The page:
It feels like it’s been pulled out of the earth. The contrast between the thin sheet of brass and the wood is also very smart."
The Barbican in London.
1. You’ve been a resident of the Barbican for some time. What drew you to this much-misunderstood building initially and how would you describe living there?
Originally, it was the sheer drama of it. From a distance the area is so incredibly striking with its three concrete towers poking up, its humpy roofs and the turrets. – specially sitting right in the middle of London surrounded by so much glass and steel. But once you look a little bit closer, you realize how and why the Barbican is still one of the most successful examples of post-war high-density, inner city building. The proportions, the materiality, the community, the location, the sense of play: six years into living here, I still take pictures of it most mornings on the way to work. It was so thoughtfully designed – and I think because of that, everyone who lives there loves it, which really transforms the atmosphere of the place.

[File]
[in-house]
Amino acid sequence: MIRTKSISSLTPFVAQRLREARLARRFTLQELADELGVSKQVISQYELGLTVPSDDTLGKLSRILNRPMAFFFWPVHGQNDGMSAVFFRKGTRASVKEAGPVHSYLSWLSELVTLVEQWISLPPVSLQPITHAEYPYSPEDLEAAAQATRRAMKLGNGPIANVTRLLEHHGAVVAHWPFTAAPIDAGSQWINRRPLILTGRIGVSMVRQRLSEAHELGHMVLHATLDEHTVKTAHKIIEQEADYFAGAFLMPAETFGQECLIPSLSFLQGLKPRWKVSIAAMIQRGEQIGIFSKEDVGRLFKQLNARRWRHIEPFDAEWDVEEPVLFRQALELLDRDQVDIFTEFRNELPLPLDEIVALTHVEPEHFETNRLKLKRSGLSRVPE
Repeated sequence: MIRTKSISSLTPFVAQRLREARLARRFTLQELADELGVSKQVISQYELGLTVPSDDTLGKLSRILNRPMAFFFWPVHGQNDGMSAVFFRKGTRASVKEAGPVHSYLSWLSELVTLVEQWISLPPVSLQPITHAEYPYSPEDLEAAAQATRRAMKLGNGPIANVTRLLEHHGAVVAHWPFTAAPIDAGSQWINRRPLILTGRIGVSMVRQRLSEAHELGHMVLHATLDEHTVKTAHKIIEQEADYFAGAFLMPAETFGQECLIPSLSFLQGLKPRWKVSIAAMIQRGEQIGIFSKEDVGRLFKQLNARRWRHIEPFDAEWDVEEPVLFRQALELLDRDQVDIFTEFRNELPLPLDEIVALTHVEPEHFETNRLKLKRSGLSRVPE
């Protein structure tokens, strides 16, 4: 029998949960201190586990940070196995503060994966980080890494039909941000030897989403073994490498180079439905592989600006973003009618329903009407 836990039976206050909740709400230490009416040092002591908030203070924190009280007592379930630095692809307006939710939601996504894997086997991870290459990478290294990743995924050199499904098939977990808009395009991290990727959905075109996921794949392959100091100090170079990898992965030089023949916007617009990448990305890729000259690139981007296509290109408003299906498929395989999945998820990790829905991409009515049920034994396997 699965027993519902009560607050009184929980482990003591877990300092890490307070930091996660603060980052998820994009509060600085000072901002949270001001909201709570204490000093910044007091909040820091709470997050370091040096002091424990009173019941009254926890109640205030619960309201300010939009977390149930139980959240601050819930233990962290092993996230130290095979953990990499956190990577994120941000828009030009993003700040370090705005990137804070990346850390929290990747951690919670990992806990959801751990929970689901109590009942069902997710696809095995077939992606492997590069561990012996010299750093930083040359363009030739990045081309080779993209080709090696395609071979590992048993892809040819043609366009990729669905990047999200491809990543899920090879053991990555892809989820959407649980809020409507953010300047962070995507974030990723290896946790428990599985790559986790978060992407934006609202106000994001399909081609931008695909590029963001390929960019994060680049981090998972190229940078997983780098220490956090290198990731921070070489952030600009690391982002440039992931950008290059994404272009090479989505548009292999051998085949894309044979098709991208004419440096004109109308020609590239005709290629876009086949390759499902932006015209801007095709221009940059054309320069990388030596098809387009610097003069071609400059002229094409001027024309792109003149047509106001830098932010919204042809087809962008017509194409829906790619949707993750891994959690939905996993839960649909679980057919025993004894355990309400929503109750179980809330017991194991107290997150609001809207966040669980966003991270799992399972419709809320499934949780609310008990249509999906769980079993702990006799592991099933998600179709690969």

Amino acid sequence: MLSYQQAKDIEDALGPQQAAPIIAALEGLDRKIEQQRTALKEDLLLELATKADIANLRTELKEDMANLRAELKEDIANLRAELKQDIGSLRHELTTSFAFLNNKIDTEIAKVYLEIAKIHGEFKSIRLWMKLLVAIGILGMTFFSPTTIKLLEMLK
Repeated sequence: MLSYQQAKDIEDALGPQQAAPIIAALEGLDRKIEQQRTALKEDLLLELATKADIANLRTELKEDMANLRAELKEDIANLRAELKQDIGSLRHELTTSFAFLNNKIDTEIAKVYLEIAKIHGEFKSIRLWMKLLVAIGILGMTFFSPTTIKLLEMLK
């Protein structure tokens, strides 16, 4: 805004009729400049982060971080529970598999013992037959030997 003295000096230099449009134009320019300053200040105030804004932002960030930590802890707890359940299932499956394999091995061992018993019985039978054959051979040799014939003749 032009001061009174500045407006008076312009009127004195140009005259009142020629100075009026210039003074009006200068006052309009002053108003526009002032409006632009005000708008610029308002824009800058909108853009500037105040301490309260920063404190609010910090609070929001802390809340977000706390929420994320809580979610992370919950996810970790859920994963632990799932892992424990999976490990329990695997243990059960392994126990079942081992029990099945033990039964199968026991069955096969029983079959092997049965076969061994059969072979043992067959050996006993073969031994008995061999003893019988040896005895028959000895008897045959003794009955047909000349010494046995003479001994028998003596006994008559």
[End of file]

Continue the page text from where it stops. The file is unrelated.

New Wave Clay, Tom Morris
2. Your third book 'New Wave Clay was released last year. What led you to this celebration of an ancient medium and its current renaissance? Tough question: but were there any favorites among the many you covered for this wonderful book?